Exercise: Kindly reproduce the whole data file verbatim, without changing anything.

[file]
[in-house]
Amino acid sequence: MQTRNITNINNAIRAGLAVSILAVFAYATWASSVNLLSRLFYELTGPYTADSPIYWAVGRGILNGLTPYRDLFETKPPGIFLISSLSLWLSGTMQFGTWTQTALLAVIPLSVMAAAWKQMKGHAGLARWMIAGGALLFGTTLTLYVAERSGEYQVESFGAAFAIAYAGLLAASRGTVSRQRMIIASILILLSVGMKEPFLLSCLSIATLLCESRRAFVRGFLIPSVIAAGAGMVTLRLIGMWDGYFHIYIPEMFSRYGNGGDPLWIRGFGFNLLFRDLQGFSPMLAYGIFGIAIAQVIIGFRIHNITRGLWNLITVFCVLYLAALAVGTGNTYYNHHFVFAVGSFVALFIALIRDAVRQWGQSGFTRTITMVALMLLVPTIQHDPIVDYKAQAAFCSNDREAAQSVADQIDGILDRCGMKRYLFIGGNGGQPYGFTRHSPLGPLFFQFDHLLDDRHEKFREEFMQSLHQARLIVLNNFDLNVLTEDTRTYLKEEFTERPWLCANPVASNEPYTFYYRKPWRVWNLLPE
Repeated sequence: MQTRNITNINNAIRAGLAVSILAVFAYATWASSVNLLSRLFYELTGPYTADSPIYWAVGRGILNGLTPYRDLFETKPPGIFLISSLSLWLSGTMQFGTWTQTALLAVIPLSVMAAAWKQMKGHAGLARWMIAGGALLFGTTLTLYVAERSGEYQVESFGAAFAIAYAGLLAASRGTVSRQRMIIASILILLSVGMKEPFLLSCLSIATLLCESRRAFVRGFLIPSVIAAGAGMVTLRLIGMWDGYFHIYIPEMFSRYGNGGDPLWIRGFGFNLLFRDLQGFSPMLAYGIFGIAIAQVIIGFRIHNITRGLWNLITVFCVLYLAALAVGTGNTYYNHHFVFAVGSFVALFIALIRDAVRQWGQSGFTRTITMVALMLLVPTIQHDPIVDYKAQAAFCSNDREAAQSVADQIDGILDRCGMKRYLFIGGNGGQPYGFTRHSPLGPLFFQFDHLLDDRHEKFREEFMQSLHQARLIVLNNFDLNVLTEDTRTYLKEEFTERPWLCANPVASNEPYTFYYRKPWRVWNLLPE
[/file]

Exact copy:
[in-house]
Amino acid sequence: MQTRNITNINNAIRAGLAVSILAVFAYATWASSVNLLSRLFYELTGPYTADSPIYWAVGRGILNGLTPYRDLFETKPPGIFLISSLSLWLSGTMQFGTWTQTALLAVIPLSVMAAAWKQMKGHAGLARWMIAGGALLFGTTLTLYVAERSGEYQVESFGAAFAIAYAGLLAASRGTVSRQRMIIASILILLSVGMKEPFLLSCLSIATLLCESRRAFVRGFLIPSVIAAGAGMVTLRLIGMWDGYFHIYIPEMFSRYGNGGDPLWIRGFGFNLLFRDLQGFSPMLAYGIFGIAIAQVIIGFRIHNITRGLWNLITVFCVLYLAALAVGTGNTYYNHHFVFAVGSFVALFIALIRDAVRQWGQSGFTRTITMVALMLLVPTIQHDPIVDYKAQAAFCSNDREAAQSVADQIDGILDRCGMKRYLFIGGNGGQPYGFTRHSPLGPLFFQFDHLLDDRHEKFREEFMQSLHQARLIVLNNFDLNVLTEDTRTYLKEEFTERPWLCANPVASNEPYTFYYRKPWRVWNLLPE
Repeated sequence: MQTRNITNINNAIRAGLAVSILAVFAYATWASSVNLLSRLFYELTGPYTADSPIYWAVGRGILNGLTPYRDLFETKPPGIFLISSLSLWLSGTMQFGTWTQTALLAVIPLSVMAAAWKQMKGHAGLARWMIAGGALLFGTTLTLYVAERSGEYQVESFGAAFAIAYAGLLAASRGTVSRQRMIIASILILLSVGMKEPFLLSCLSIATLLCESRRAFVRGFLIPSVIAAGAGMVTLRLIGMWDGYFHIYIPEMFSRYGNGGDPLWIRGFGFNLLFRDLQGFSPMLAYGIFGIAIAQVIIGFRIHNITRGLWNLITVFCVLYLAALAVGTGNTYYNHHFVFAVGSFVALFIALIRDAVRQWGQSGFTRTITMVALMLLVPTIQHDPIVDYKAQAAFCSNDREAAQSVADQIDGILDRCGMKRYLFIGGNGGQPYGFTRHSPLGPLFFQFDHLLDDRHEKFREEFMQSLHQARLIVLNNFDLNVLTEDTRTYLKEEFTERPWLCANPVASNEPYTFYYRKPWRVWNLLPE